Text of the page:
Cambodia Orders Expulsion of Christian Charity Fighting Sex Trafficking After CNN Report

(Photo: Reuters/Samrang Pring)Cambodia's Prime Minister Hun Sen arrives at an event to celebrate Children's Day in Phnom Penh, May 31, 2016.

Cambodia has ordered the expulsion of an American Christian group that rescues child sex slaves after it was featured in a recent CNN report, which Cambodian Prime Minister Hun Sen called an "insulting" story as it exposed how some girls were sold by their own mothers.

The authoritarian prime minister called for the closure of Agape International Missions after CNN interviewed three girls from the Svay Pak area near the capital city who had reportedly been sold into the sex trade by their impoverished mothers and later rescued by the Christian group, according to The Phnom Penh Post.

The California-based group AIM, which has been working since 1988, is run in Cambodia by American Pastor Don Brewster.

"This is a serious insult," Hun Sen was quoted as saying. "In many countries, for only drawing cartoons their magazine must be shut down, but in our country, we are insulted [to the point of] saying that mothers sold children to become prostitutes. … We cannot accept this big insult, and we are going to close the NGO involved."

The three girls interviewed by CNN were ethnically Vietnamese.

Hun Sen added, "CNN of the United States deserves to be cursed by Donald Trump. It's not wrong. [I] support President Donald Trump who cursed CNN."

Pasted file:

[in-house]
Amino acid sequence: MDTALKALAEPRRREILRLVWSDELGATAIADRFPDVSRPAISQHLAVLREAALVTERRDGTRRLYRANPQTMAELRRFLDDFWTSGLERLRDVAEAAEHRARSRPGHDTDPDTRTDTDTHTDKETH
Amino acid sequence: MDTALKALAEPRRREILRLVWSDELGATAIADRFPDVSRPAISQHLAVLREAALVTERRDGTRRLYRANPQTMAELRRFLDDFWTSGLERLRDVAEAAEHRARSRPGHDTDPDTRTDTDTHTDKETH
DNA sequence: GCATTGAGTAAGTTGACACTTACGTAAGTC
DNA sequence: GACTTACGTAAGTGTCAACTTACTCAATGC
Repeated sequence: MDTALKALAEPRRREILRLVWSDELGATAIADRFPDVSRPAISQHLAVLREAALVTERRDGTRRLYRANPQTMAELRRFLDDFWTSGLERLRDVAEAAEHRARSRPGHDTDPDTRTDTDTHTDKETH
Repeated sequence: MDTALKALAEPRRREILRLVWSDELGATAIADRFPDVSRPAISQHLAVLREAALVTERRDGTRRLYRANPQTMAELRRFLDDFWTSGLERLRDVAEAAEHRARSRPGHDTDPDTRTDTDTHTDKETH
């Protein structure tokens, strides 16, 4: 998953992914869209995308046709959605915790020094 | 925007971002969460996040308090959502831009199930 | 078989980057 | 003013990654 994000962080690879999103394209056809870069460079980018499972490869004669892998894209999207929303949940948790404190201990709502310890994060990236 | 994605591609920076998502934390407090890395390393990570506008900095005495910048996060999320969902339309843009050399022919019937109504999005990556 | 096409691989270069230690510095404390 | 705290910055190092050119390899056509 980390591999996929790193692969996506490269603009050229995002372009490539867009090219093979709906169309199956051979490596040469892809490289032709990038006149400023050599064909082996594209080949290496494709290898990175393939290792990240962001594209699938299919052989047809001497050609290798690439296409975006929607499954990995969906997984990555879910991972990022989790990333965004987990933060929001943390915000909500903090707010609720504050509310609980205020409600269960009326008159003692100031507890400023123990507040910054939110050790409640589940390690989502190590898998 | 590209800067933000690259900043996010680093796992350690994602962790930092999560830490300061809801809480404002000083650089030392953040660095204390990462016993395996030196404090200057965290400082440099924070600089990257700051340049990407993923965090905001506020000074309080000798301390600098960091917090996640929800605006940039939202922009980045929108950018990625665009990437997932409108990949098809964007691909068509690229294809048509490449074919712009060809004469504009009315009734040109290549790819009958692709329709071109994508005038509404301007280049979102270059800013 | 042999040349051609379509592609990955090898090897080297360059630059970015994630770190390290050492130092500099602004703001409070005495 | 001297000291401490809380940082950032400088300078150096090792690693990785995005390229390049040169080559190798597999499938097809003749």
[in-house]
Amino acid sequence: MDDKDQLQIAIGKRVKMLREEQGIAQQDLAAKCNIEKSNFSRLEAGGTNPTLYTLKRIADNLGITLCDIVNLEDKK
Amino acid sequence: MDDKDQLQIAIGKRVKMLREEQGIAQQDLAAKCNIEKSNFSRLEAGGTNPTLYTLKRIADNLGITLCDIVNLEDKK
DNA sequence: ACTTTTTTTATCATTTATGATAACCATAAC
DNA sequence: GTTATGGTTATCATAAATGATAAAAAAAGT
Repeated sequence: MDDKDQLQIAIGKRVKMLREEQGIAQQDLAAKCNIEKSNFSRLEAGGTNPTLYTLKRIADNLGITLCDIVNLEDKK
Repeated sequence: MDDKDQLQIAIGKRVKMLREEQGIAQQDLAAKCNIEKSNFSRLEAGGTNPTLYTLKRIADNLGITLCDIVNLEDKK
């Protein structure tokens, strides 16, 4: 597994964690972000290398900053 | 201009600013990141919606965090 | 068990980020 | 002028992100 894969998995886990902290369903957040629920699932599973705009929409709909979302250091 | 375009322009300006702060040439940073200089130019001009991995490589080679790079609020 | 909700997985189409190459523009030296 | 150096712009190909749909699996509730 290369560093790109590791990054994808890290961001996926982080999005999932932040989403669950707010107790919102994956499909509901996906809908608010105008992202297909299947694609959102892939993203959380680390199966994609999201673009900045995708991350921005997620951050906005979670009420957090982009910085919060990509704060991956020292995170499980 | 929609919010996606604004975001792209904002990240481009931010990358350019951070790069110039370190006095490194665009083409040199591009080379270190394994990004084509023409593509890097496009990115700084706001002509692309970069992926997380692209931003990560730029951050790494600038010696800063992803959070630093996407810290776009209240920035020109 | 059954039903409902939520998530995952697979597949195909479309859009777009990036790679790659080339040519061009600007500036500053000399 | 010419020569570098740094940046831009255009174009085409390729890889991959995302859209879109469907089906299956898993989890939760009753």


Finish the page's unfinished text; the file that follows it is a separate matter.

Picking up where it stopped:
The New York Times quoted Huy Vannak, an official at Cambodia's Interior Ministry, as saying, "They (CNN) portrayed Cambodian girls sold for sex, but the persons they put in the story were Vietnamese — it's like your body is confused with your head."

In the CNN report, a girl named Sephak said she was only 13 years old when she was sold for sex by her mother.

"She was taken to a hospital, issued a certificate confirming her virginity, and then taken to a hotel room where a she was raped for days. She was returned home after three nights," according to CNN.

The girl's mother, Ann, said that she sold her daughter for $800 because the family had debts to pay, and she saw no alternative.

The mother later pressured Sephak to work in a brothel, but said that she regrets her decisions now. Sephak has since joined AIM as a worker, helping other survivors earn money making bracelets and clothing.

Common people in the Southeast Asian country love the Christian group.

AIM has helped rescue more than 700 people with the help of local police over the past dozen years, according to The Cambodia Daily.

A 65-year-old local resident, Motodop Ya Saley, was quoted as saying that he was "very happy" with AIM, which gave his daughter a sewing job. "They help sex trafficking victims to get another skill. They even help the poor children to get an education," he said.

"I used to be nervous sometimes because of the gangsters. They came to find prostitutes and they caused trouble," another resident, Ek Kunthea, was quoted as saying. "There were a lot of prostitutes. But when AIM arrived, they started to be shut down."

"Prostitution was everywhere," a laborer was quoted as saying. "The NGO played a very important role in shutting the prostitution down."

The CNN report, "Life after trafficking: The Cambodian girls sold for sex by their mothers," broadcast on July 25, was a follow-up to a 2013 documentary.

The U.S. State Department's latest Trafficking in Persons report ranked Cambodia as a "Tier 2" country for failing to "fully meet the minimum standards for the elimination of trafficking." But the report also said the country was making "significant efforts" to improve.